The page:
The association between minority stress and oppression in the lives of MSM in Cape Town, South Africa (WITHDRAWN)

Ayesha McAdams-Mahmoud, Emory University
Rob Stephenson, Emory University
Christopher Rentsch, Emory University
Catherine Finneran, Emory University

South African men who have sex with men (MSM) are members of a sexual minority who are understudied and at greater risk for adverse mental health outcomes than the general population. This heightened risk has been attributed to heterosexist cultural and sociopolitical forces and uncoordinated mental health care services. Results from a mixed methods study involving 22 in-depth interviews and surveys taken in Cape Town, South Africa suggest that MSM are impacted by societal discrimination resulting in minority stress. Minority stress affected aspects of study respondents’ sexual relationships, identity formations, coping strategies, mental wellness, and comfort in the city. Survey results showed that concealment behaviors and perceived stigma and discrimination levels were high among study participants, namely those that were low-income or members of historically disadvantaged communities. Interview results demonstrated that race, culture, religion, economic status, and environmental setting may determine the degree to which minority stress is experienced.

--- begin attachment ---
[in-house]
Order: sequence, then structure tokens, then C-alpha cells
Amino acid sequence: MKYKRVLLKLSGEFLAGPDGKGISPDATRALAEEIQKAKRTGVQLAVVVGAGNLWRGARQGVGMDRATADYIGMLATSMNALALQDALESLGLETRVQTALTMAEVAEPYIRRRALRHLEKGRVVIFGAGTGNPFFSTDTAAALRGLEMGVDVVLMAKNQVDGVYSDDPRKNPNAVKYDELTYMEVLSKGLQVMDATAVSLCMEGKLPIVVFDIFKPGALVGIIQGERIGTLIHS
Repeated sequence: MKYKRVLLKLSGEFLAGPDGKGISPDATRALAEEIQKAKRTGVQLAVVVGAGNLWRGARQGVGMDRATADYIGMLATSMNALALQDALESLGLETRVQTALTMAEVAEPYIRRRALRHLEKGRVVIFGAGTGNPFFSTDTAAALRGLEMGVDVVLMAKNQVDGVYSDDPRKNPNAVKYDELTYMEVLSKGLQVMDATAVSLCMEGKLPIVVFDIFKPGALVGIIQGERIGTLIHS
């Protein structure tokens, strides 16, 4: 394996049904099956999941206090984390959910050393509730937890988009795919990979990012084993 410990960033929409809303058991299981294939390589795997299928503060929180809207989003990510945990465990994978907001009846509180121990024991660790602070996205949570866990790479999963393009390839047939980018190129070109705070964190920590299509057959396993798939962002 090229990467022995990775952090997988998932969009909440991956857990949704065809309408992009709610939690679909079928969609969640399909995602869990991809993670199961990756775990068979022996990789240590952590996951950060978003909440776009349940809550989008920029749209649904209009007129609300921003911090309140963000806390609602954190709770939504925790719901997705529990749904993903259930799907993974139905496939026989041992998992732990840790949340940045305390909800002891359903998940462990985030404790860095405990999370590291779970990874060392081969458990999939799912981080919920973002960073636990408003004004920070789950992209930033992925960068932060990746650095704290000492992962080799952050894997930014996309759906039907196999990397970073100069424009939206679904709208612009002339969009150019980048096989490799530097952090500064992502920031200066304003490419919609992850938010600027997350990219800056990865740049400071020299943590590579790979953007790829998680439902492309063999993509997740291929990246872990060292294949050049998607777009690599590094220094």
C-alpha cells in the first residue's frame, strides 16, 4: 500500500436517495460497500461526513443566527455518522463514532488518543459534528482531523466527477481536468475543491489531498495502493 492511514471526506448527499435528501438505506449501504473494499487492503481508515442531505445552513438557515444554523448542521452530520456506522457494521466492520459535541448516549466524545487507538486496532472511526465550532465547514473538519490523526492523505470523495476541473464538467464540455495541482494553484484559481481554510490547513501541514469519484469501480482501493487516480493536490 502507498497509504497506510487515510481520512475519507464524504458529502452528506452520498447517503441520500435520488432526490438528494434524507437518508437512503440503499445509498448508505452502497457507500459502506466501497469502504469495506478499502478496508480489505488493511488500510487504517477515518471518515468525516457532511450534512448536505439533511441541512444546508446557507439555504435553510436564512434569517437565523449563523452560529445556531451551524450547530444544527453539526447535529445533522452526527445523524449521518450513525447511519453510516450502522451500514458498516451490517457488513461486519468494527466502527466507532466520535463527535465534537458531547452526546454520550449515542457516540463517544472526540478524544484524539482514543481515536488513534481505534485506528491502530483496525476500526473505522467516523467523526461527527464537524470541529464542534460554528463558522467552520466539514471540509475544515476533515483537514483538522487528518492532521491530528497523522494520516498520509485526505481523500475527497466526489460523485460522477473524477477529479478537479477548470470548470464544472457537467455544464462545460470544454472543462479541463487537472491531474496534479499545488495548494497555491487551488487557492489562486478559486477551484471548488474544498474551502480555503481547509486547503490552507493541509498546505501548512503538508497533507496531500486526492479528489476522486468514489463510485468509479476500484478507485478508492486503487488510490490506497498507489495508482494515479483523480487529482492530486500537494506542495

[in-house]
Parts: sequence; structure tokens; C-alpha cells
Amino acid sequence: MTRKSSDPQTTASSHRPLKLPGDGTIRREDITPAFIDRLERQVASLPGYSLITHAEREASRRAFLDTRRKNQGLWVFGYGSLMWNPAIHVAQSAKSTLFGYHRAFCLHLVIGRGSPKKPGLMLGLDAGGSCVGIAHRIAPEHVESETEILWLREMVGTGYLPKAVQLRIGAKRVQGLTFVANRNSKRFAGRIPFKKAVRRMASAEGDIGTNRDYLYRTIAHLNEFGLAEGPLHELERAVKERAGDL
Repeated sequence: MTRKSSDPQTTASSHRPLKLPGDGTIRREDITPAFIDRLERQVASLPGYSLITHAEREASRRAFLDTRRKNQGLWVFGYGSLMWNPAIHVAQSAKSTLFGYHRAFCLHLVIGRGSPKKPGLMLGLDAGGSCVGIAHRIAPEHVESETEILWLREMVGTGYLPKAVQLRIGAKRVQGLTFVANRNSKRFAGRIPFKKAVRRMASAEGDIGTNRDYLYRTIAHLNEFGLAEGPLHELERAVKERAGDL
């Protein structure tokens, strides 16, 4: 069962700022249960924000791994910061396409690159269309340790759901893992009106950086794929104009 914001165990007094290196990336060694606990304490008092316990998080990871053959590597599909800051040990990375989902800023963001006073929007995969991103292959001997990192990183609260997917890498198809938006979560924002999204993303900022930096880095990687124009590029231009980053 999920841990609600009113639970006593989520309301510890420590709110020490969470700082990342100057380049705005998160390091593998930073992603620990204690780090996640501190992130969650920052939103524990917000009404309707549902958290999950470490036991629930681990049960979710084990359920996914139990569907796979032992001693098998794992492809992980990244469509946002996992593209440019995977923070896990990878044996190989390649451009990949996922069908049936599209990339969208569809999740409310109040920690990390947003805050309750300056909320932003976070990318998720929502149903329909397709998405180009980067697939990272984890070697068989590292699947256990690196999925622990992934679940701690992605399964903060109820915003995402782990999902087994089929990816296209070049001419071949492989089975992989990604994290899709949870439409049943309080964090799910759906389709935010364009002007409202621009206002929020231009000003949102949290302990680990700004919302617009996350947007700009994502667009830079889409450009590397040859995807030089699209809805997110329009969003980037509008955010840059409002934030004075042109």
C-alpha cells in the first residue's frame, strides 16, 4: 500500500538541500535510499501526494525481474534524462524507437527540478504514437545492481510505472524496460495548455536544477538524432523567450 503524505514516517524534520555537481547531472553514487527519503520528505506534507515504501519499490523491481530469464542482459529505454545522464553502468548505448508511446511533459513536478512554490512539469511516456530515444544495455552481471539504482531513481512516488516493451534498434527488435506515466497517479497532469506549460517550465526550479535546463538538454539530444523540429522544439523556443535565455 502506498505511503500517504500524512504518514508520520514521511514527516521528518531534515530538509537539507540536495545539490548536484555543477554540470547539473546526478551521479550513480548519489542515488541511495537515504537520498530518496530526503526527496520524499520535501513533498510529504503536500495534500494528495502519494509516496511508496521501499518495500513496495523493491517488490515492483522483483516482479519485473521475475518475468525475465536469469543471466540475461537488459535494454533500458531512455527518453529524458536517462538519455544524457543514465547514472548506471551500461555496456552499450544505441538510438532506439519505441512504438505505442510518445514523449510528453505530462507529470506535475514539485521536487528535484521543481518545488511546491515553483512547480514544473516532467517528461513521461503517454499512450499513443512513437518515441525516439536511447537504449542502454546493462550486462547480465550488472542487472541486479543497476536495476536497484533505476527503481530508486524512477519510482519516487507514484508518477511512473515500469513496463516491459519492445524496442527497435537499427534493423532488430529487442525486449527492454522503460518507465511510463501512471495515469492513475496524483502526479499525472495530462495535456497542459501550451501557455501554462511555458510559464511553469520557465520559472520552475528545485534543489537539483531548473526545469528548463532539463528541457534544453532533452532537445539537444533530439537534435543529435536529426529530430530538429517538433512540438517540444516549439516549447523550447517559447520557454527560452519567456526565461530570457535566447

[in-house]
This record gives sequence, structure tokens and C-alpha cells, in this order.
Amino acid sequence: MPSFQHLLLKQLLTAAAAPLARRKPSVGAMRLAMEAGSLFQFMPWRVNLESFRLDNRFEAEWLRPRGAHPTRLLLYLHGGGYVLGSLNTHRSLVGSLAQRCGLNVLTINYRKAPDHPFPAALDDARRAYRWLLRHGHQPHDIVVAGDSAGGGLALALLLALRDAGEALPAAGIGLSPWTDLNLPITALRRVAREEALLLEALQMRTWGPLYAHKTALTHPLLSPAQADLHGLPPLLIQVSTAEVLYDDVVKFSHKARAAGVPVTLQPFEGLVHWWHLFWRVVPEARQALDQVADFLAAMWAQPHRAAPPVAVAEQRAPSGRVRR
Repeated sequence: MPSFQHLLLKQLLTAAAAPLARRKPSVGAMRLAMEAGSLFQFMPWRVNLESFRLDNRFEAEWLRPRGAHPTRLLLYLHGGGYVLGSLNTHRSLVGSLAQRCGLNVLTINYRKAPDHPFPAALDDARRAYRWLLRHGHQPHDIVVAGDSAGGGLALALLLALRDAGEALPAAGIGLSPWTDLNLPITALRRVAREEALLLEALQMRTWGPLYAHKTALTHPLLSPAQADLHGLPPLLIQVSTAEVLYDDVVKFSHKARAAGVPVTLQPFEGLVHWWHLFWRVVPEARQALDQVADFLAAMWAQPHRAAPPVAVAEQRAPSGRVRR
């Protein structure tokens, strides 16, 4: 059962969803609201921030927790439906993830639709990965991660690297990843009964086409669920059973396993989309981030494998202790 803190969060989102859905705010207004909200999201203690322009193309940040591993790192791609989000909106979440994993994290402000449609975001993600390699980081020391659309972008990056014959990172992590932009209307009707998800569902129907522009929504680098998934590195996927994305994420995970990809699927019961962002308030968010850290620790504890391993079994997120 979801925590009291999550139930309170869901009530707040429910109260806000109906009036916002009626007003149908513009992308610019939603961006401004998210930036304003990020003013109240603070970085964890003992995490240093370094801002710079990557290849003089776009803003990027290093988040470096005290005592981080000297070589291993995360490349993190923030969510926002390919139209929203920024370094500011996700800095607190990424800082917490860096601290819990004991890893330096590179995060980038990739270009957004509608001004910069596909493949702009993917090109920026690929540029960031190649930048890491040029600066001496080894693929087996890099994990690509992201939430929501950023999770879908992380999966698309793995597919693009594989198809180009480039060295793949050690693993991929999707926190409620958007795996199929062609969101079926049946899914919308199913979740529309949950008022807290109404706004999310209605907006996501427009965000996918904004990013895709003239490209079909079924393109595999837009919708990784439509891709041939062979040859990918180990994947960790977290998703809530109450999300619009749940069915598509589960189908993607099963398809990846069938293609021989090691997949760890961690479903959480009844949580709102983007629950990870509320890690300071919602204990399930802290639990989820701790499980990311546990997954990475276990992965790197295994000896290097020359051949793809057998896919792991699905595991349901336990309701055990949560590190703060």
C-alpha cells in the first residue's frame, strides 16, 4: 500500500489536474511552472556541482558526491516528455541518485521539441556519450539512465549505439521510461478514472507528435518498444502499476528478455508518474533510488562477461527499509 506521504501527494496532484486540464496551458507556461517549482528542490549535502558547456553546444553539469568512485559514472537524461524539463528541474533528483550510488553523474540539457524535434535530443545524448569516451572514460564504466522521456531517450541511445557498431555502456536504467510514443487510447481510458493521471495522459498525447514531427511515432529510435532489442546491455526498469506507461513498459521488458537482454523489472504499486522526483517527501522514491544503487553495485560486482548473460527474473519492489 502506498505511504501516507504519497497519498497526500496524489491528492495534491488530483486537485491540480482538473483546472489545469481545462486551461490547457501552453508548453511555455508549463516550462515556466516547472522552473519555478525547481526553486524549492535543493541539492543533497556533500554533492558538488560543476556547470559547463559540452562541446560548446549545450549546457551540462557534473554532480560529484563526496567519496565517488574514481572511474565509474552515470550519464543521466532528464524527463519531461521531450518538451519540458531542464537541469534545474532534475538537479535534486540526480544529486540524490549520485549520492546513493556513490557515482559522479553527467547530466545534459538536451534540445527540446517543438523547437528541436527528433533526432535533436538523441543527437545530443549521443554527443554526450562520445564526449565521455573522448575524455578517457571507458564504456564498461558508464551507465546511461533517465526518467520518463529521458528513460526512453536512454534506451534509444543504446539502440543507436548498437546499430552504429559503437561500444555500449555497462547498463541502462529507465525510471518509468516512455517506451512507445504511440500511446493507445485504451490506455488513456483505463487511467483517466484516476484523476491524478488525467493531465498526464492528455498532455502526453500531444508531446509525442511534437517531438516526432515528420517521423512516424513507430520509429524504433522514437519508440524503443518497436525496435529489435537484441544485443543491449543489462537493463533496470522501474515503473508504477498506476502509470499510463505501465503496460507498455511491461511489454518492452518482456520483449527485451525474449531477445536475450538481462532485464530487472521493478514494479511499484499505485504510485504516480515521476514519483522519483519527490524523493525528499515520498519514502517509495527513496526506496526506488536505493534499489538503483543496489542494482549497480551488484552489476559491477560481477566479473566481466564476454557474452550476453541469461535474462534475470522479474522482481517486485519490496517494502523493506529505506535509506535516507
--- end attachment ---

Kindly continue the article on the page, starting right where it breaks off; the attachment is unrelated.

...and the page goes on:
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Presented in Session 86: Sex and sexuality in Africa